“It puts a lot of pressure on them,” Herb said. “We are the ones ultimately responsible for ensuring that the health and safety of residents is met.”
Herb said that unlike other federal assistance programs, like the Supplemental Nutrition Assistance Program, where retailers are fully compensated for the food items they supply, fuel oil distributors who participate in these programs “should suffer significant reductions”.
“We’re not paid full price, like food aid,” Herb said.
Herb urged residents concerned about their ability to afford to heat their homes to explore any assistance programs available. Operation Fuel is another assistance program they may be eligible for.
“Don’t give up,” Herb said.
Awaiting further action from Congress
US Senator Richard Blumenthal’s office, in response to a reporter’s question, released a statement regarding LIHEAP funds.
“My office has heard from many constituents concerned about heating oil costs and the upcoming winter,” Blumenthal said. “While Connecticut received $107.8 million for LIHEAP, the dramatically increased number of applicants combined with high oil and natural gas prices means that there may not be enough funds to help all those in need. need. I will continue to fight in Congress to bring more funding back to Connecticut because families should never have to choose between putting food on the table or heating their homes.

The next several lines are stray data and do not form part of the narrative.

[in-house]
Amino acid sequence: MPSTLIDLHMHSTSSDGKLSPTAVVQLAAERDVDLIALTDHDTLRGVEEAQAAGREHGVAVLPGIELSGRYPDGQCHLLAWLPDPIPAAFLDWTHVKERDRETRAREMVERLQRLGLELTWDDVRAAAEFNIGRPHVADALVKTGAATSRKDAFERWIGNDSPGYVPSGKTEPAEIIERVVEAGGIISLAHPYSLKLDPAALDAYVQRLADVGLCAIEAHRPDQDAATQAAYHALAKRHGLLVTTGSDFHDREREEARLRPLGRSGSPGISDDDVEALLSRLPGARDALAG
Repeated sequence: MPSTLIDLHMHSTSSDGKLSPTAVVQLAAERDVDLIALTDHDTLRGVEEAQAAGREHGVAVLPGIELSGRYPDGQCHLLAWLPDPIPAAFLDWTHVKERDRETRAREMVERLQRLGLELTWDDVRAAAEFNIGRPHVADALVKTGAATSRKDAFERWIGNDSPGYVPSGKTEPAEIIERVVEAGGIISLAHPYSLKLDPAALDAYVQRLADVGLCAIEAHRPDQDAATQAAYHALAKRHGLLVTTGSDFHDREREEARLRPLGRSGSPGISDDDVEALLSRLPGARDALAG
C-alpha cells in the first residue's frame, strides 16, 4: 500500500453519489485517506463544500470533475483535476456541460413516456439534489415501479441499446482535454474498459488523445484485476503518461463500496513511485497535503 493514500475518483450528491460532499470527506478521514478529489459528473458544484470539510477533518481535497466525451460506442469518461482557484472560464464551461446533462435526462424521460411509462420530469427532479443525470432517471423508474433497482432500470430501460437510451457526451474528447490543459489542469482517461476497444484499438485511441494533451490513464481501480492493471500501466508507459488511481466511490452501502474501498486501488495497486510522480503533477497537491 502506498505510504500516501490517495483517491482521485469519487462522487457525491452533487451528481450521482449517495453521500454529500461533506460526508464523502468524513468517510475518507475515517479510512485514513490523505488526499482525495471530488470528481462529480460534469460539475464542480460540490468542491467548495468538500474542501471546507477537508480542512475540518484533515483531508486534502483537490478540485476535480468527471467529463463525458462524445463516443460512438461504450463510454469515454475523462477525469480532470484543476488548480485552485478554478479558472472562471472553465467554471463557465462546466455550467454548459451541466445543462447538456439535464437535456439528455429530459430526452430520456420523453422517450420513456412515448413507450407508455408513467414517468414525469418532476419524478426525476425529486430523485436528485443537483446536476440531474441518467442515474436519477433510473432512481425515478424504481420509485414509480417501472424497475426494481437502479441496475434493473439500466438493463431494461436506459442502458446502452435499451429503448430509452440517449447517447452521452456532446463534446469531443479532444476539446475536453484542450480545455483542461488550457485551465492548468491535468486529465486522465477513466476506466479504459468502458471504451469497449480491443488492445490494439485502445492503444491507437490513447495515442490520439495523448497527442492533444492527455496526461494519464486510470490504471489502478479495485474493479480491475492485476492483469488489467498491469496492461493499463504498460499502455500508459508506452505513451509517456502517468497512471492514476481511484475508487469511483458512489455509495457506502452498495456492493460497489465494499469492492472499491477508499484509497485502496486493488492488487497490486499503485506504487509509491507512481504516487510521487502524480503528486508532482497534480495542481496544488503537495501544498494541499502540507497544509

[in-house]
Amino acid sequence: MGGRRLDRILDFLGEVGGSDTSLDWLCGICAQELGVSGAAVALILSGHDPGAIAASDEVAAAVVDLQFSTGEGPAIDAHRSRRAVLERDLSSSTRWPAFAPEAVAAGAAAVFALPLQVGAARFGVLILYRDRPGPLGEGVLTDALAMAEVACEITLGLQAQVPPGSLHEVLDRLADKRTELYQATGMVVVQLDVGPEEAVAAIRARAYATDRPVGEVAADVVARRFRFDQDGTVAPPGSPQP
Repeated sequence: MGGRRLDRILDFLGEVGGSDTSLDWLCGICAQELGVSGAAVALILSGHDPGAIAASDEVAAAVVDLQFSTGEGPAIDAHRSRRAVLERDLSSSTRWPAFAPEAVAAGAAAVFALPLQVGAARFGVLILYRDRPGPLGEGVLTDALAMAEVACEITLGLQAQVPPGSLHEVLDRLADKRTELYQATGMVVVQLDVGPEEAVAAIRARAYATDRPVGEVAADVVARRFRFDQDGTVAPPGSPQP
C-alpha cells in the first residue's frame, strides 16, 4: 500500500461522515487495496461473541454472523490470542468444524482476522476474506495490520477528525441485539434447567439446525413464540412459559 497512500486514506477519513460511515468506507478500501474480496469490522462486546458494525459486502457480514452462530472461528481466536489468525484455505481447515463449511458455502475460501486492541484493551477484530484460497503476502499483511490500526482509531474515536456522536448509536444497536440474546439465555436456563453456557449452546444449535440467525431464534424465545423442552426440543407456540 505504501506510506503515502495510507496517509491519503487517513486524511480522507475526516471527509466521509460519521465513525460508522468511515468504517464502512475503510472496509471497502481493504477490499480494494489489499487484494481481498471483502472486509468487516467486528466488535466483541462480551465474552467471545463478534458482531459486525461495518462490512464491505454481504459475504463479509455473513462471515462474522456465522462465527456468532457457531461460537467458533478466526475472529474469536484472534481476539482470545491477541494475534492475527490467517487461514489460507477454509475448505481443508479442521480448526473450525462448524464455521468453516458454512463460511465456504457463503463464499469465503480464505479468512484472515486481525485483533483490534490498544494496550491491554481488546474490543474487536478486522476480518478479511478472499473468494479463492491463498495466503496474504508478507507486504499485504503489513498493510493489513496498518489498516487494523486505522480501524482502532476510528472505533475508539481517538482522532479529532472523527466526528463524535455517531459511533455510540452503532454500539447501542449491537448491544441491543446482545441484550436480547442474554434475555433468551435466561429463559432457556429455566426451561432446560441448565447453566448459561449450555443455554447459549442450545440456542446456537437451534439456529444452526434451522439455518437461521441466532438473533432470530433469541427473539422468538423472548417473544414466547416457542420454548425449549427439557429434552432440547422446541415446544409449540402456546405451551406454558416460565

Likewise, State Rep. Michael Quinn said he heard residents’ concerns about the cost of heating their homes during the last election cycle.
“If Congress doesn’t act appropriately, I think we’re prepared to push and fight for additional state funding in January,” Quinn said. “…We will do everything we can to solve this problem.”